Recently, words like virtual reality, artificial reality, and artificial intelligence have come to be commonly used, even in the context of our daily lives. This is making significant changes in how we evaluate “humanity.” Professor Masahiko Inami of the Research Center for Advanced Science and Technology at the University of Tokyo considers transitions in our sense of “humanity” from the perspective of our bodies.
Professor Inami says, “I consider the difference between humans and other living things to be our ability to change our own bodies. Having thought about it, my current conclusion is that it is this ability to change our body, including its role, that defines humanity.” This raises the question of how the body’s role has changed. Tracing back through history, we can see that there have been significant changes, particularly in times of social upheaval such as the agricultural and industrial revolution.
“In the agricultural revolution, we used our bodies as a means for creating what was necessary to feed ourselves. When the industrial revolution arrived, the task became designing new machines that required far less physical effort on our part, and developing the skills to use those machines.”
Today, we find ourselves in the middle of the informational revolution, another major change in our thought and values. “Above all else, society following the industrial revolution valued uniformity, avoidance of variation and error. In contrast, an informational society values difference. We find change interesting. After all, there’s no value in information that everyone repeats—the value of information lies in the extent of its differentiation. We Japanese in particular find a sense of security in being the same as everyone else, but I believe that in the future there will be increasing need for people who can do things differently, or who can bring together people who do things differently.”
The physical degrading body and the self-designed informational body
The development of computers has unarguably caused drastic changes in our lives. We must therefore ask how computers benefit an informational society.
“In the world of computers, not only can information be copied, pasted, and undone, we can even hit a delete button to remove it, putting the spilled milk back into the carton, so to speak. [Laughs] If things get too heated on Twitter, you can just start over with a new account. This doesn’t work in the real world, so living in the virtual world might seem like escaping reality, but depending on your viewpoint you might consider it more of an escape from reality to immerse yourself only in work in the physical world and ignore everything else. Further put, perhaps it is now a fantasy to consider ourselves as having only have one life.”
As another benefit of information, Professor Inami points to its ability to change the flow of time. While physical time is unyieldingly unidirectional, in the world of computers we can rewind and fast-forward through time. “My colleague Dr. Makino Yasutoshi is performing research in which he provides AI with motion-capture data for deep learning, through which it can project its form 0.5 seconds in the future. It has learned to predict movements with quite high precision. If we can adapt such currently computer-specific abilities to the human body, we might learn to act while viewing our own futures.”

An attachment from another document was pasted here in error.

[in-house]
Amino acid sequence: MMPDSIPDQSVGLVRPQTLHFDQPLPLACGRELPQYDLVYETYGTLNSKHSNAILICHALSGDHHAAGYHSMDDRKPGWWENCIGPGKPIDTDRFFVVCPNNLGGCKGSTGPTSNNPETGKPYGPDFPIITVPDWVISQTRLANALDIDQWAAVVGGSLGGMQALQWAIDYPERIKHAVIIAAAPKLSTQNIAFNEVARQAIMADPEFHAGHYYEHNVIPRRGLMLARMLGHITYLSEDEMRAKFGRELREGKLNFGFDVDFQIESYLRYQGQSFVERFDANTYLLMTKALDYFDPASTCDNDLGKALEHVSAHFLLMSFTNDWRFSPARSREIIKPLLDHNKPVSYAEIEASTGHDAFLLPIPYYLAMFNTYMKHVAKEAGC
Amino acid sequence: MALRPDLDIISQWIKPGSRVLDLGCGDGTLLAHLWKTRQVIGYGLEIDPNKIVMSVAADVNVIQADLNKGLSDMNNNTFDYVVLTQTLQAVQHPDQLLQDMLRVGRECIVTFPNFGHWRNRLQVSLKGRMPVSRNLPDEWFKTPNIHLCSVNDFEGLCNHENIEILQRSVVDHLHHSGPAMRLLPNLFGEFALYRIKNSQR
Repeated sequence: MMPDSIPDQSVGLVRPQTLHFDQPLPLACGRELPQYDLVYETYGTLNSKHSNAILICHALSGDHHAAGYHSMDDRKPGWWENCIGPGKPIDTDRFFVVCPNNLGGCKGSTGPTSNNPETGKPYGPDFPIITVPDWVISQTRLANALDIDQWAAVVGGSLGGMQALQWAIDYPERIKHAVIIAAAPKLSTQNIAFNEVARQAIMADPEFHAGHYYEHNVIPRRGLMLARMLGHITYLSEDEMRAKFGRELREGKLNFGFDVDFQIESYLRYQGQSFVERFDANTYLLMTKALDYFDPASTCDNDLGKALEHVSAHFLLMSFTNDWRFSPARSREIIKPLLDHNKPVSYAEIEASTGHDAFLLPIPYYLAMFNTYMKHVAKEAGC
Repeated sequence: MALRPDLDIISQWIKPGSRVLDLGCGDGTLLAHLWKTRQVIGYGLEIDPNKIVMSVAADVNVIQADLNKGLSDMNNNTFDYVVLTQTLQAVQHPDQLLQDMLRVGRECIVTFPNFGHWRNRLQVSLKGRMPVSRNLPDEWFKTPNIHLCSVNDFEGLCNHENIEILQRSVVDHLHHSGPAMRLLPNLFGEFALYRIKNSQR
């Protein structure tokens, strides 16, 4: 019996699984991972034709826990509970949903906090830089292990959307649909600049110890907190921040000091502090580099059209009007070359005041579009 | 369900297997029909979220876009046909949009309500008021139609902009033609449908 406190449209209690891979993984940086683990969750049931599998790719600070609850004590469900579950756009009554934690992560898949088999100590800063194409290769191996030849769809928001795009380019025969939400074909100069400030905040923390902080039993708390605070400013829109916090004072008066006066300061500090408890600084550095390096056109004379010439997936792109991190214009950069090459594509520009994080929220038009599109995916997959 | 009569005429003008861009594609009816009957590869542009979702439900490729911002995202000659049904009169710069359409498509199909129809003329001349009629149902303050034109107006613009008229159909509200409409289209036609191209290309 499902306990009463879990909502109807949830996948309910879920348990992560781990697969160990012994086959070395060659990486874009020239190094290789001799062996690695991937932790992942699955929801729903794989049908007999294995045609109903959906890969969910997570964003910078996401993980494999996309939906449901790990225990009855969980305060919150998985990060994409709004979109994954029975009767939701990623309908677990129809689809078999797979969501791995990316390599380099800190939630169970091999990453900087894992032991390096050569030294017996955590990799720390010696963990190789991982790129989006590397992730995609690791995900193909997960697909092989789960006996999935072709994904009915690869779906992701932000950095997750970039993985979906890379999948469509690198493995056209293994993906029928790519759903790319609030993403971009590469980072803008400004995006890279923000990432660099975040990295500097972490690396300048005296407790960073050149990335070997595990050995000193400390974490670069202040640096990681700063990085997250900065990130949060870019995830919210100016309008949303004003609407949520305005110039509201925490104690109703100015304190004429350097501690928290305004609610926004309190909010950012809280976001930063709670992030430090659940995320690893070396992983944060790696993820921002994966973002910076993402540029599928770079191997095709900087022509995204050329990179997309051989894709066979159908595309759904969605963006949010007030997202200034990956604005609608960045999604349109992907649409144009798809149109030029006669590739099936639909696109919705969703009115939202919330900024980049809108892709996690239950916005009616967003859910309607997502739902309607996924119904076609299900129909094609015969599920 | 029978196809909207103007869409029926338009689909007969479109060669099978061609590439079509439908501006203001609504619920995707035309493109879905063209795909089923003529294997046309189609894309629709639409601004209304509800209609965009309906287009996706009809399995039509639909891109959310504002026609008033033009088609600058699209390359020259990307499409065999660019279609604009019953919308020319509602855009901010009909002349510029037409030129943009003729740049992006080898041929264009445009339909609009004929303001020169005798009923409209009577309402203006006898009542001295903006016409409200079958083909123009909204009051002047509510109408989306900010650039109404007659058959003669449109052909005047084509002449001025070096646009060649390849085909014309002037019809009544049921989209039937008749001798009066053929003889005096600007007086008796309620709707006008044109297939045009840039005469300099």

This is not the science-fiction scenario that it might seem; it is where technology has brought us. But what does this imply for human bodies living in the present? Professor Inami considers this a designable issue, taking an informatic approach to the human body.
“When we think only of the physical body, we tend to regard it in negative terms, as something that begins heading toward decrepitude after age twenty or so. But the informational body can be updated daily, using technological extensions to it, possibly allowing us to accomplish tomorrow things we could not do yesterday. It gives us hope. It allows us to split into multiple avatars, or combine into a new form. We might be able to put together superhuman bodies, like how you assemble a party of adventurers with different skills in a roleplaying game. When we realize something like that, perhaps things like age and gender associated with our physical bodies won’t carry much meaning. There have been reports of psychological studies showing that changing our bodies also changes our minds, such as becoming kinder after being recast as a superhero, or white women expressing fewer racial biases after transforming into a black woman.”
An era in which we change bodies to suit the scene
In other words, there is a deep connection between self-identity and psychological issues that is revealed through bodily change.
“Taking myself as an example, I am both a university faculty member and a family member, and I change my behavior according to my role at the time. Everyone does that. We work hard to create a tale in which our humanity lies in our individuality, but I think it’s more accurate to say we create our true form through interactions, at the point where we change ourselves according to who we are with. I believe we will get to the point where we change bodies like we change clothes, according to the scene we find ourselves in.”
We are still at the cusp of transition to an informational society, and technological advances show no signs of slowing down. It is difficult to say how our definitions of “humanity” will change in the future, when we attain an informational revolution in the truest sense and the future that Prof. Inami describes arrives.